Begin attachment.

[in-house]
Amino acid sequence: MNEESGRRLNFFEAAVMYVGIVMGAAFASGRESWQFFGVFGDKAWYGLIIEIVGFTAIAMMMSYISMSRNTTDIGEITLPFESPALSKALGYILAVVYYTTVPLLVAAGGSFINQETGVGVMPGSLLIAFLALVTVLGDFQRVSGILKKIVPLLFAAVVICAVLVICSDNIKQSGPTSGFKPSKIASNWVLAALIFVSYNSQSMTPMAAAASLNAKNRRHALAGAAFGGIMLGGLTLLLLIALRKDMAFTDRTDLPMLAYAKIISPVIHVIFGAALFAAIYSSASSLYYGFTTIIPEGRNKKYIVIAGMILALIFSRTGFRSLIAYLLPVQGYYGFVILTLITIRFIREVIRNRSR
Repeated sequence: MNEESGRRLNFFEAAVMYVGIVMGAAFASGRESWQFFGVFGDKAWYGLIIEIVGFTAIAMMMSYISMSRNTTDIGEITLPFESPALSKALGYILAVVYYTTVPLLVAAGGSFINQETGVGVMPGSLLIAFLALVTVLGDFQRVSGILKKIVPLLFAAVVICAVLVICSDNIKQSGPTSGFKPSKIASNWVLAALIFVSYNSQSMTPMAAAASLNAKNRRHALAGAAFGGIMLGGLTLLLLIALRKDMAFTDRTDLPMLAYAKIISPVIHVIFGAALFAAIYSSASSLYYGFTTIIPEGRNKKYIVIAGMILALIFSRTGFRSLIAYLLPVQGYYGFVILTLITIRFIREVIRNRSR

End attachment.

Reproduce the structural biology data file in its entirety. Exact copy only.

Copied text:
[in-house]
Amino acid sequence: MNEESGRRLNFFEAAVMYVGIVMGAAFASGRESWQFFGVFGDKAWYGLIIEIVGFTAIAMMMSYISMSRNTTDIGEITLPFESPALSKALGYILAVVYYTTVPLLVAAGGSFINQETGVGVMPGSLLIAFLALVTVLGDFQRVSGILKKIVPLLFAAVVICAVLVICSDNIKQSGPTSGFKPSKIASNWVLAALIFVSYNSQSMTPMAAAASLNAKNRRHALAGAAFGGIMLGGLTLLLLIALRKDMAFTDRTDLPMLAYAKIISPVIHVIFGAALFAAIYSSASSLYYGFTTIIPEGRNKKYIVIAGMILALIFSRTGFRSLIAYLLPVQGYYGFVILTLITIRFIREVIRNRSR
Repeated sequence: MNEESGRRLNFFEAAVMYVGIVMGAAFASGRESWQFFGVFGDKAWYGLIIEIVGFTAIAMMMSYISMSRNTTDIGEITLPFESPALSKALGYILAVVYYTTVPLLVAAGGSFINQETGVGVMPGSLLIAFLALVTVLGDFQRVSGILKKIVPLLFAAVVICAVLVICSDNIKQSGPTSGFKPSKIASNWVLAALIFVSYNSQSMTPMAAAASLNAKNRRHALAGAAFGGIMLGGLTLLLLIALRKDMAFTDRTDLPMLAYAKIISPVIHVIFGAALFAAIYSSASSLYYGFTTIIPEGRNKKYIVIAGMILALIFSRTGFRSLIAYLLPVQGYYGFVILTLITIRFIREVIRNRSR